The public and scientific inventories continued into Friday night and Saturday morning, even though the weather turned stormy and wet. Volunteers returned to the field throughout the 24-hour period to inventory tide pools and identify nocturnal creatures. The first-ever inventory of the canopy of the redwood forest in Muir Woods was conducted. In total, 300 scientists, 3,000 students, and over 5,000 volunteers took part in this unique and exciting event.
Next year, #BioBlitz2015 will take place at Hawaii Volcanoes National Park, so make your vacation plans now to participate!
By Trevore Humphrey
Note: This article is based on a presentation given at the 2014 California Council for the Social Studies Conference.
Geographic Information Systems (GIS) is designed to capture, store, manipulate, analyze, manage, and present all types of geographical data. Google Earth as well as other modern online GIS tools has greatly added to the list of free and accessible geospatial technology that teachers can use as a powerful tool in their classrooms, and this article will provide some ideas for science, Math, and English classrooms.
While great traditional map sources like National Geographic “One-Pager Maps” offer great hands on opportunities for students to work in geography, geospatial technology offers students a far more dynamic medium to work in. There are two main paths to using GIS in the classroom; Instructional and Project Based Learning (PBL).
PBL can be easily implemented by combining a research project with GIS to have students create content on their maps and present their research to their classmates using this medium
EX: Student(s) creates basic map and tour that shows the paths of migration and settlement in early America.
EX: Student(s) creates map that compares and contrasts basic U.S. census data from two different decades. Map highlights and describes significant changes over time.
Instructional uses fall into three major categories that are as follows.
Direct Instruction: Part of lecture or activity. GIS programs can be quickly and easily used as an instructional reference map with greater detail and accuracy than any paper or static map.
EX: Showing student(s) historically significant physical markers like the Panama Canal or the Great Wall of China.
Independent Study: Excellent digital resource.
EX: Have student(s) complete an “Earth Quest” in which they explore the map you have created and answer questions and prompts as they go.
Review: Good format for unit review.
EX: Create a comprehensive review for a unit exam by narrating an audio tour (Google Earth) which covers the content and concepts students need to know for the exam. Post file online for students to access at their convenience. Include content check questions along the way.
Geography has been often restricted to the Social Studies classroom and is often only covered there but with the opportunities that GIS offers we can bring geography into multiple disciplines. The following are brief descriptions with links that support geospatial technology use outside the social-studies.
Science: The core subject of science and in particular, earth science and environmental science are areas that can be greatly aided by using geospatial technology. There already is a plethora of models and data out there for teachers to use. For some great k-12 earth science activities and lesson plans for Google Earth visit the Earth and Space Science QUEST by Penn State.
Math: To make math more tangible, real world based GIS offers the ability to measure distances, area, latitude and longitude: intersecting lines, angles, etc. Instead of having students answer the classic, “If train A is going 50mph and is 340 miles…” have students actually find a railroad and calculate a real distance (S.F.-L.A.) that they measure. For more examples and full lesson plans visit http://www.realworldmath.org/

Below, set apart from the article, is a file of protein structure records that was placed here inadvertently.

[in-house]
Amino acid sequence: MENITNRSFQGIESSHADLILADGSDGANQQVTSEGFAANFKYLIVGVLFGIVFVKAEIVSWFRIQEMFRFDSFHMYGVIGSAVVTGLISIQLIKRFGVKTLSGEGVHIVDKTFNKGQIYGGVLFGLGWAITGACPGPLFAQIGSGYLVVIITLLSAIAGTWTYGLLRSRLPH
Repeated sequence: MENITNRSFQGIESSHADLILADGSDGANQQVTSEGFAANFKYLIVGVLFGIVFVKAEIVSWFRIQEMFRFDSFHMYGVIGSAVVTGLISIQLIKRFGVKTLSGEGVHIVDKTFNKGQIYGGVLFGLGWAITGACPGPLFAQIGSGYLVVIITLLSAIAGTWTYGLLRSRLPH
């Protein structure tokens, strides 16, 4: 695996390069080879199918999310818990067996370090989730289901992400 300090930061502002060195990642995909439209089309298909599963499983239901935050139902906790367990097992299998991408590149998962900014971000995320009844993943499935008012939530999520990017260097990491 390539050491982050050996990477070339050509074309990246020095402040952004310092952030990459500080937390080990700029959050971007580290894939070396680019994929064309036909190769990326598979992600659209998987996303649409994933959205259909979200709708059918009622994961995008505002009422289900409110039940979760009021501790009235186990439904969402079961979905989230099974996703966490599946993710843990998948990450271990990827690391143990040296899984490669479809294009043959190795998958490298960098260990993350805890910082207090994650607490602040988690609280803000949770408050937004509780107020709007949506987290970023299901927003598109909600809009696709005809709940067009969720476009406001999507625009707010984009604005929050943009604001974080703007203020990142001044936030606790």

English: We ask students to look up vocabulary terms that are new to them when they are reading. They should also be looking up locations and places they read about but are not familiar with. This will strengthen understanding through generating geographic context, mental maps, and spatial relationships. A great resource for teachers is Google Lit Trips which is a site full of Google Earth models for a variety of fiction and non-fiction books k-12 students read. And creating a Google Lit Trip could be a great project to accompany reading a novel.
While geography still remains a largely social studies discipline GIS offers teachers a technology that can support interdisciplinary work as well as help meet the goals of the new Common Core standards. The following are some of the few benefits of having students work with GIS no matter what class they are in.
In conclusion, there are a wide variety of GIS programs; some that are simple and quick to use such as National Geographic MapMaker interactive or Google Maps; some that are a bit more advanced and offer greater complexity such as Google Earth or ArcGIS Online. No matter what GIS program you might use for your class the result will be a new, dynamic, and engaging approach to incorporate geography and technology into your classroom.
CGA has reserved spaces for a few members (high school teachers) to participate in the USS Midway Museum’s 2014 Midway Institute for Teachers. The institute offers two weeks of professional development on teaching about the Cold War era, its origins and effects, the Korean War, the Vietnam War and era, and presidential decision-making. These CGA members will join a group of thirty teacher/scholars selected to participate in a specialized institute in downtown San Diego from June 16-27, 2014. The seminar will be held aboard the USS Midway, an artifact of that era and the only aircraft carrier to serve the entire duration of the Cold War.